I love it when a tiara is a three-for-one!
The Duchess of Roxburghe’s convertible diamond tiara is composed of fleurs de lys and scroll motifs. Made in the late 19th century, the scrolls hold twenty pear-shaped diamonds. The tiara sits on a bandeau encrusted with cushion-shaped and rose cut diamonds. As the name (named by yours truly) suggests, the tiara is convertible! It can be worn as a bandeau and/or a necklace.
But who was the Duchess of Roxburghe?
The Duchess was born in 1915 as Mary Evelyn Hungerford Crewe-Milnes. Her father was British diplomat Robert Crewe-Milnes, 1st Marquess of Crewe. Named after her godmother, Queen Mary, it is no surprise that Mary became the owner of this spectacular diamond tiara. Her childhood must have been quite colorful because Mary’s parents often entertained Queen Mary and King George V. Plus, their neighbors were Lord and Lady Curzon!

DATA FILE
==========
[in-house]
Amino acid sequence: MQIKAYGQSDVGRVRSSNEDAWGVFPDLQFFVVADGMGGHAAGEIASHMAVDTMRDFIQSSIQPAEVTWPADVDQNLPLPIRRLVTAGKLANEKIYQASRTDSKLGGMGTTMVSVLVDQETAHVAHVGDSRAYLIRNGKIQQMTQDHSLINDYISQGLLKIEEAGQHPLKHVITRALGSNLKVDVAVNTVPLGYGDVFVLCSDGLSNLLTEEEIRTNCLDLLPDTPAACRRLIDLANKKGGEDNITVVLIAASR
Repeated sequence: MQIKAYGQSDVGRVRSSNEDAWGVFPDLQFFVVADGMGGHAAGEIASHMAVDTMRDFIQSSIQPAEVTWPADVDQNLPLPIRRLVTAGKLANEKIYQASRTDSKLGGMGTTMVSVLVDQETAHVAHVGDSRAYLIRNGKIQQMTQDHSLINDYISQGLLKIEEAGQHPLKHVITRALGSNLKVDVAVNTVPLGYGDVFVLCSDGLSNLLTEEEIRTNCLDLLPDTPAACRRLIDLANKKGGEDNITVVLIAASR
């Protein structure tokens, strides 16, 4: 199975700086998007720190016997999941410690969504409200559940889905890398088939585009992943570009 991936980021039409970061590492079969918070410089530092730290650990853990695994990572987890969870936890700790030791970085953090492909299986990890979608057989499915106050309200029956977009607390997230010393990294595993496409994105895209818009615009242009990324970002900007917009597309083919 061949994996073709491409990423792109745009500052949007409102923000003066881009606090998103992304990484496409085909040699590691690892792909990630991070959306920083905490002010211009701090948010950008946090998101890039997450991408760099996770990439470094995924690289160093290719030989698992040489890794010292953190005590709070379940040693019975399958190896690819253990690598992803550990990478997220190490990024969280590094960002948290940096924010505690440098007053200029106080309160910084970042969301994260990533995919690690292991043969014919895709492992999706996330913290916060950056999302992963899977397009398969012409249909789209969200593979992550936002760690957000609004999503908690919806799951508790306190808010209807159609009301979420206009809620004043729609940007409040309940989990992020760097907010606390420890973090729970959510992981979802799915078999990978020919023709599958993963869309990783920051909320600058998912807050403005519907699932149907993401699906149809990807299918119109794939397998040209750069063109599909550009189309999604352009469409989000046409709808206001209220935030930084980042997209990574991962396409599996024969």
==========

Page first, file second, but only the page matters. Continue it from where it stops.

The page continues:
Mary herself went on to play a role in the coronation of King George VI and his wife, Queen Elizabeth. She was one of the aristocratic ladies holding the new queen’s canopy during the ceremony at Westminster Abbey.
In 1935, Mary married George Victor Robert John Innes-Ker, 9th Duke of Roxburghe. But it was not to be a happy marriage. It ended in divorce in 1953, though not without some drama. Before the divorce was final, she simply refused to vacate her husband’s ancestral home, Floors Castle. Mary did eventually leave the castle, about six weeks later, and moved into a lovely flat in London, where she lived a happy and peaceful life until her death in 2014. As there were no children, Sotheby’s was tasked with auctioning off her estate.
In the spirit of the late Duchess, I hope the new owner wears this tiara often!